Prestige holds on to love despite ‘bumpy’ personal journey
Reggae artiste Prestige built his recording career on an anti-war and spread love agenda back in the 1990s, which soared with his debut Big Time Murderer, recorded on the music powerhouse label Black Scorpio. Back then he was popularly known by the moniker ‘Presley’. Today, the well-travelled entertainer is still promoting the same type of messages and sees no reason to change course.
“It has been the path I have been on from day one. I have never changed lyrical content that focuses on speaking out for the voiceless, and though I might have changed my name, it is the same concept — for rights and justice. It is what I am,” Prestige told The Gleaner.
“Similarly, over the last 14 years, I found a likkle groove singing love songs. Growing up with a lot of ladies, seeing their pain that influenced the softer side of me, to make women feel comfortable knowing there is love and compassion.”
He describes his personal journey of love as “a bumpy road” but says that it has not affected his will to write music about it.
“People come in your life for different reasons and different things. There are those that have come along for vanity and for the fame, and things like car and such, but not for personality, but I still have love and compassion because it is not just about me, but my journey for love,” he said.
He claims that one of the biggest songs from his catalogue is a love song - Tender Loving - which was released in 2005 on the popular Lava Splash Riddim.
“It’s popular among my female fans. It was number one on several Caribbean and European reggae charts, and to date, it is one of my best-selling records,” said Prestige, though he could not provide the exact number of copies sold. He also shared that he plans to do a remake of the track for an upcoming album.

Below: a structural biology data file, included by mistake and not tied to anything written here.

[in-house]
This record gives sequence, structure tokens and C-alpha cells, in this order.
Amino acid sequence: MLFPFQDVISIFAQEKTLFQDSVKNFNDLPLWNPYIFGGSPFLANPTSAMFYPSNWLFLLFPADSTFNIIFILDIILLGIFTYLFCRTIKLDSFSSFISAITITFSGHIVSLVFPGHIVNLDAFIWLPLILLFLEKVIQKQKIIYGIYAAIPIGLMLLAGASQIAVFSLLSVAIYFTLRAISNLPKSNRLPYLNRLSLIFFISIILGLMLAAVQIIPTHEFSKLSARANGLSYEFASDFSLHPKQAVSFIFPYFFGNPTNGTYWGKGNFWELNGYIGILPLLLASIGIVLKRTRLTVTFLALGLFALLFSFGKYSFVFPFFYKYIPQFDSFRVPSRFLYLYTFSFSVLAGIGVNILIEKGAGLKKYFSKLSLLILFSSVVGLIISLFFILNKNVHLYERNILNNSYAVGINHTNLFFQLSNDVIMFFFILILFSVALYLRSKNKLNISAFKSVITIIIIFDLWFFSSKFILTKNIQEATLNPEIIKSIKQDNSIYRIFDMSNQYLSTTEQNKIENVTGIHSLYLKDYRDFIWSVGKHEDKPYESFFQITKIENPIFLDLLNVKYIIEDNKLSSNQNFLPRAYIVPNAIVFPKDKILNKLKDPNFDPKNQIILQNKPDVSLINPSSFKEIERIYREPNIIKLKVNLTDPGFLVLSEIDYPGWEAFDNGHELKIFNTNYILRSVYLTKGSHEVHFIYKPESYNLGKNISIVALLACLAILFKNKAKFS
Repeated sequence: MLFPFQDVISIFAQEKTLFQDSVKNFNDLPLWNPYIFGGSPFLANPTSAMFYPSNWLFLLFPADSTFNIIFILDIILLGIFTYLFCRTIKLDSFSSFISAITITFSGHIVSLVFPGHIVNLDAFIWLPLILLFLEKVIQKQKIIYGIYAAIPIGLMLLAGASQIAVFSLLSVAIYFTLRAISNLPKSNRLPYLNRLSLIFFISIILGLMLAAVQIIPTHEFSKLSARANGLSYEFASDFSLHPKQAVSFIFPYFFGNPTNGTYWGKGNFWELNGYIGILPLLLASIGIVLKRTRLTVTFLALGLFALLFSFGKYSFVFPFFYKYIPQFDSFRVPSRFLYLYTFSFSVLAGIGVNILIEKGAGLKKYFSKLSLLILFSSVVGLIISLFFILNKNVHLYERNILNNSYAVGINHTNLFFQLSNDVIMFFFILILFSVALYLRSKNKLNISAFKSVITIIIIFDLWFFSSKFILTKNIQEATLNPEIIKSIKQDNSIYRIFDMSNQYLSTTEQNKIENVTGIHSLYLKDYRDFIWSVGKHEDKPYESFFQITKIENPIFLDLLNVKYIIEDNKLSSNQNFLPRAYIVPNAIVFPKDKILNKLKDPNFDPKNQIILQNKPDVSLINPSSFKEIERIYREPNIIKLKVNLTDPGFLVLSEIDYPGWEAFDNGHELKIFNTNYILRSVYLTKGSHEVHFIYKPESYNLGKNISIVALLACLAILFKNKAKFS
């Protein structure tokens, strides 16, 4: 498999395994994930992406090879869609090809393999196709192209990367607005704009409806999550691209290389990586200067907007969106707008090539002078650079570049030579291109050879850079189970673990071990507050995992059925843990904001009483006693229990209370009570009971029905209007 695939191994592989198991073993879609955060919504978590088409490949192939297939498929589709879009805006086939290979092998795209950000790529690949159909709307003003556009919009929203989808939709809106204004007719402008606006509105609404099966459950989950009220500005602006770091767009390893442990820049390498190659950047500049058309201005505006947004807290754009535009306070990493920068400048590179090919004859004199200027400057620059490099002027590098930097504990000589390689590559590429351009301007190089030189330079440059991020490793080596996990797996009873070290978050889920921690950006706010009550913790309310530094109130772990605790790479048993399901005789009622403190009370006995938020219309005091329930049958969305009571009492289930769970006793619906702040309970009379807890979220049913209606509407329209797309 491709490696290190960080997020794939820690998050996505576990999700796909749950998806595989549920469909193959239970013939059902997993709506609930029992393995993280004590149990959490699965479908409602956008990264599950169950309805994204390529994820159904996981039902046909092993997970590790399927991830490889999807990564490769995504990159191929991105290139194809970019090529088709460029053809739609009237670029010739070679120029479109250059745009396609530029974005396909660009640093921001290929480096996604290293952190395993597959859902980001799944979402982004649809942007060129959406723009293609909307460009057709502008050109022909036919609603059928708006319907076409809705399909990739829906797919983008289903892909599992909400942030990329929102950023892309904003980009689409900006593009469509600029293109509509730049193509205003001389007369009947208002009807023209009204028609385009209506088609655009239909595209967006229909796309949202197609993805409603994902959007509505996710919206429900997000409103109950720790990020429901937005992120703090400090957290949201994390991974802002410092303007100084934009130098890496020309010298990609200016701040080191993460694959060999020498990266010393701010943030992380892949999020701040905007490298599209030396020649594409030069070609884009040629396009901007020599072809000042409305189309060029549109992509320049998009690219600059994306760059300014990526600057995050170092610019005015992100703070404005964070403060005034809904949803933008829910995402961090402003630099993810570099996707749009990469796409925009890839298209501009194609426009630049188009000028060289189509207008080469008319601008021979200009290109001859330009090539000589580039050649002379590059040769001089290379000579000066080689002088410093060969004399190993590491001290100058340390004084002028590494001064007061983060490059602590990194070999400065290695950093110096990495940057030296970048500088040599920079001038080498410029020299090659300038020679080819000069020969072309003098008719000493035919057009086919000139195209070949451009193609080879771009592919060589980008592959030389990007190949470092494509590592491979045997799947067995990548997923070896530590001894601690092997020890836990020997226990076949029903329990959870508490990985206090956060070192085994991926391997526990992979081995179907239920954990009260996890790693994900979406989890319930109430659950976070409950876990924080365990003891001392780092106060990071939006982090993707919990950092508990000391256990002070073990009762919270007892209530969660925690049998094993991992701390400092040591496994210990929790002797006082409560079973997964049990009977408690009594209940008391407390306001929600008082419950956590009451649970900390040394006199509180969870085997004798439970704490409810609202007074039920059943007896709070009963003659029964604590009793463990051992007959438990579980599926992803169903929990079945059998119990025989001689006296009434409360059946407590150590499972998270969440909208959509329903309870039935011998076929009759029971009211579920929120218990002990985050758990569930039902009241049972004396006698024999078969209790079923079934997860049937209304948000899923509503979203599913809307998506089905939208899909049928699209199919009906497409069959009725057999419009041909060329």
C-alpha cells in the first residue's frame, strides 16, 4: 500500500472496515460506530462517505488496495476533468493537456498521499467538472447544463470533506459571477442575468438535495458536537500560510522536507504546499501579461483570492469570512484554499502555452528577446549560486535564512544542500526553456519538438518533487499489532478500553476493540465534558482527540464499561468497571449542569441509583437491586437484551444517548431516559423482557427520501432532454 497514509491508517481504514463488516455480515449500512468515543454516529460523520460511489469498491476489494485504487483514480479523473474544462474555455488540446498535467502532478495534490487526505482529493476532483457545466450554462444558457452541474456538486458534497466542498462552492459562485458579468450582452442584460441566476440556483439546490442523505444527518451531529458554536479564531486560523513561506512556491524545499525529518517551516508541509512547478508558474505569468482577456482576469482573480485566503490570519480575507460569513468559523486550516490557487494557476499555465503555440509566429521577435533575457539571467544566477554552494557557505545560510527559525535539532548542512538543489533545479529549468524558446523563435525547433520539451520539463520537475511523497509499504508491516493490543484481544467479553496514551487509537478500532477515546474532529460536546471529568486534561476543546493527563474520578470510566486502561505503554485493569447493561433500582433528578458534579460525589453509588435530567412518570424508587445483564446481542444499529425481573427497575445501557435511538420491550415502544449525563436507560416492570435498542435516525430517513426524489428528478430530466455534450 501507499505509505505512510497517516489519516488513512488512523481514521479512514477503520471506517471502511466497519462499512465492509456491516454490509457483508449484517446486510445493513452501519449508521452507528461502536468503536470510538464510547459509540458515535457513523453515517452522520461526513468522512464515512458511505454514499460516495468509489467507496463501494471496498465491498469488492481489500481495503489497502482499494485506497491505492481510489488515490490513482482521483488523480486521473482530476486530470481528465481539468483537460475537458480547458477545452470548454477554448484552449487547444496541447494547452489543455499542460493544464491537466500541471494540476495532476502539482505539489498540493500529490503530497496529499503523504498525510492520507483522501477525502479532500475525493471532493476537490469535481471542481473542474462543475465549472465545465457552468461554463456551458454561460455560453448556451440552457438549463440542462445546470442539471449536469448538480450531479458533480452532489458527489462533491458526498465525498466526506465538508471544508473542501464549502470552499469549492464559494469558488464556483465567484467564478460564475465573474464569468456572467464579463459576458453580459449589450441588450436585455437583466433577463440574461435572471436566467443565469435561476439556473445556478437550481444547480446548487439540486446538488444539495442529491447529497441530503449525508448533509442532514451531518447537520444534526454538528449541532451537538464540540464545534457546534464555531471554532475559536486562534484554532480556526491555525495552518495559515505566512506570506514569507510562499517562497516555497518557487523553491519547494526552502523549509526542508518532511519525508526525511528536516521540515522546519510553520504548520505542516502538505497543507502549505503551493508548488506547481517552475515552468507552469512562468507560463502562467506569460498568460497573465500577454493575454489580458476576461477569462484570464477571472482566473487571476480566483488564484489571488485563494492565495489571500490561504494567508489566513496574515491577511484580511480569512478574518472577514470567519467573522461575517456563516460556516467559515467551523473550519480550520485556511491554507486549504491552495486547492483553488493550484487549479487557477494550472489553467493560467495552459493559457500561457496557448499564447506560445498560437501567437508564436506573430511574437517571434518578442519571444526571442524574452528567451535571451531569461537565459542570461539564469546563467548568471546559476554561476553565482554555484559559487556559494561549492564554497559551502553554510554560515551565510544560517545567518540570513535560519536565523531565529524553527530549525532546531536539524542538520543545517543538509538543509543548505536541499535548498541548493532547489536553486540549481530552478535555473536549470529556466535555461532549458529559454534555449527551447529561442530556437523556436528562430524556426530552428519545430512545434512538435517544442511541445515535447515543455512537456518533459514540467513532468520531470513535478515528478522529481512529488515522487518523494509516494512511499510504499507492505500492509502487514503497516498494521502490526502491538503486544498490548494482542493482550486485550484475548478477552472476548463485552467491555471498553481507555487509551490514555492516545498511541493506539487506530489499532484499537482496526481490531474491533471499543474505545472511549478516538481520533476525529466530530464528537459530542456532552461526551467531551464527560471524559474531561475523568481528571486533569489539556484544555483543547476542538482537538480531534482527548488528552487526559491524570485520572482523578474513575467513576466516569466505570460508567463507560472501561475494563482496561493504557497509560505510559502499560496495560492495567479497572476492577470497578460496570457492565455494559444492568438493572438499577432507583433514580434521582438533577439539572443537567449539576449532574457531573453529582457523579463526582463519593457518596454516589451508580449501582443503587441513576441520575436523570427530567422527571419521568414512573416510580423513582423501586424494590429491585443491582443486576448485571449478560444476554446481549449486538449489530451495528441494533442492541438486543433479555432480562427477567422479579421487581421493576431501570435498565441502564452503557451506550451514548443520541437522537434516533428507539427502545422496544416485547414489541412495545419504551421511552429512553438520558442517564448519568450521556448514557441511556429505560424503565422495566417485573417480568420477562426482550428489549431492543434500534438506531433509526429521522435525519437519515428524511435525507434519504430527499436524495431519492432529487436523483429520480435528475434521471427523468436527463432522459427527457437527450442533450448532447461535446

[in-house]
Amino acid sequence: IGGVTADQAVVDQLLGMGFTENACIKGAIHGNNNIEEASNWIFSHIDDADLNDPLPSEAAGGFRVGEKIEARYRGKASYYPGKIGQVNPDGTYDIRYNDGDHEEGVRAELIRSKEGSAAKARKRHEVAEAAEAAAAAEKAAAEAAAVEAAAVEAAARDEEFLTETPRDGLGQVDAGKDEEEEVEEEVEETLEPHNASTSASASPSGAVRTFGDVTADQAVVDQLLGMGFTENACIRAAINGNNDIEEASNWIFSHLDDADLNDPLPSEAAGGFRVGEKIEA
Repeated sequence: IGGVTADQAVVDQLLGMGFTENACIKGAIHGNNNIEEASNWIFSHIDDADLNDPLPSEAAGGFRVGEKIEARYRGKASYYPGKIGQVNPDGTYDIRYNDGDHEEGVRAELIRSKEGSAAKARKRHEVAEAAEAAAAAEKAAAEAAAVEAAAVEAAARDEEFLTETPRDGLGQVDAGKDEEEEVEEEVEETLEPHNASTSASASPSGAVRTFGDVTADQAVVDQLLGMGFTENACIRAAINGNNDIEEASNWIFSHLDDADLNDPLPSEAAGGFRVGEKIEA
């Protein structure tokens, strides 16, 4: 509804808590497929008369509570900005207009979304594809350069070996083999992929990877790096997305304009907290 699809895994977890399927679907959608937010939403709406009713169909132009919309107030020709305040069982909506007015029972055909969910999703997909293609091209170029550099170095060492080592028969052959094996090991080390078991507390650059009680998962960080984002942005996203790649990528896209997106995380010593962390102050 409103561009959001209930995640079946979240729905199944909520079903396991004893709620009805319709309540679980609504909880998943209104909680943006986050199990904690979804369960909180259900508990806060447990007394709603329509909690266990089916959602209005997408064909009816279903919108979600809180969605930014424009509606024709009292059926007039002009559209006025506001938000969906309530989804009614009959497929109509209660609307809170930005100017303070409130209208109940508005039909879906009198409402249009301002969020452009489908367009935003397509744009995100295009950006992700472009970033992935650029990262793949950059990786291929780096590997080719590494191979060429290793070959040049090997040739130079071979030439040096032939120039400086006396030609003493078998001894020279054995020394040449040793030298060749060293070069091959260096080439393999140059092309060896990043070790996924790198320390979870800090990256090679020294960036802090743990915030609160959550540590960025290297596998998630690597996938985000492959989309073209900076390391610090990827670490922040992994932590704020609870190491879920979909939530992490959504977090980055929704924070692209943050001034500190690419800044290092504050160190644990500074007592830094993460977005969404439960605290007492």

Other popular songs by the reggae artiste with love as a significant theme are Hold On To Love (2003) and Only One (2005). They can be found by searching for Cool Prestige, Presley, or Lauriston Bruce, his birth name.
A big fan of foundation music and its pioneers, he said, “These types of music will always be part of any project I set to release.”
Prestige named veteran crooners Gregory Isaacs, Dennis Brown, Freddie McGregor, Alton Ellis, and John Holt, who are popular for their serenading styles, as some of his favourites and has recently recorded a rendition of two popular tracks on the 1991-released A Love I Can Feel Riddim: Holt’s A Love I Can Feel and Tony Tuff’s I Got To Get You. The track titled Love I Can Feel, he says, is a modern remix of the two songs without inferring with its authentic sound. It is one of four tracks featured on his Good Vibes EP.
“The atmosphere is filled with low vibrations. Illness, hopelessness, and sadness have become the centre, and it is absolutely necessary to remind people that love can heal us all. I have been doing music over the years and doing it for the love. The music has been keeping me alive. That’s all that matters,” he said.